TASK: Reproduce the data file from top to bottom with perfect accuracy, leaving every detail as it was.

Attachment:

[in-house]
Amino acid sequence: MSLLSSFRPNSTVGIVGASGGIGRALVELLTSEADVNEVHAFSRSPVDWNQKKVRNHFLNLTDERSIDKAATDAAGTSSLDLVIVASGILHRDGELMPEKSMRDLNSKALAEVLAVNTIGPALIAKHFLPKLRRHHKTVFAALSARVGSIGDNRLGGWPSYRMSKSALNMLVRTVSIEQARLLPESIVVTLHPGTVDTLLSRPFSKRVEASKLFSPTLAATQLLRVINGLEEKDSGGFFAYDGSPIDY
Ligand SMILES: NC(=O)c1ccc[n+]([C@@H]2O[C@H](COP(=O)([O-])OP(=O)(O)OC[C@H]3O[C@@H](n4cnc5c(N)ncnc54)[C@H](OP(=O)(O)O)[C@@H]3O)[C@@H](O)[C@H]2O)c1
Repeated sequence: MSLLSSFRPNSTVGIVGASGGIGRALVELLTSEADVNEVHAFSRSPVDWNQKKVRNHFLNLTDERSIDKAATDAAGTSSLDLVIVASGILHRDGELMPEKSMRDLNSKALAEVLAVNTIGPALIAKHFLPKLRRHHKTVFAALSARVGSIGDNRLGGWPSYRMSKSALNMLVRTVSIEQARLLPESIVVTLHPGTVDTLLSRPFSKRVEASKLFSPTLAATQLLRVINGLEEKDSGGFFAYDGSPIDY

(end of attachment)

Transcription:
[in-house]
Amino acid sequence: MSLLSSFRPNSTVGIVGASGGIGRALVELLTSEADVNEVHAFSRSPVDWNQKKVRNHFLNLTDERSIDKAATDAAGTSSLDLVIVASGILHRDGELMPEKSMRDLNSKALAEVLAVNTIGPALIAKHFLPKLRRHHKTVFAALSARVGSIGDNRLGGWPSYRMSKSALNMLVRTVSIEQARLLPESIVVTLHPGTVDTLLSRPFSKRVEASKLFSPTLAATQLLRVINGLEEKDSGGFFAYDGSPIDY
Ligand SMILES: NC(=O)c1ccc[n+]([C@@H]2O[C@H](COP(=O)([O-])OP(=O)(O)OC[C@H]3O[C@@H](n4cnc5c(N)ncnc54)[C@H](OP(=O)(O)O)[C@@H]3O)[C@@H](O)[C@H]2O)c1
Repeated sequence: MSLLSSFRPNSTVGIVGASGGIGRALVELLTSEADVNEVHAFSRSPVDWNQKKVRNHFLNLTDERSIDKAATDAAGTSSLDLVIVASGILHRDGELMPEKSMRDLNSKALAEVLAVNTIGPALIAKHFLPKLRRHHKTVFAALSARVGSIGDNRLGGWPSYRMSKSALNMLVRTVSIEQARLLPESIVVTLHPGTVDTLLSRPFSKRVEASKLFSPTLAATQLLRVINGLEEKDSGGFFAYDGSPIDY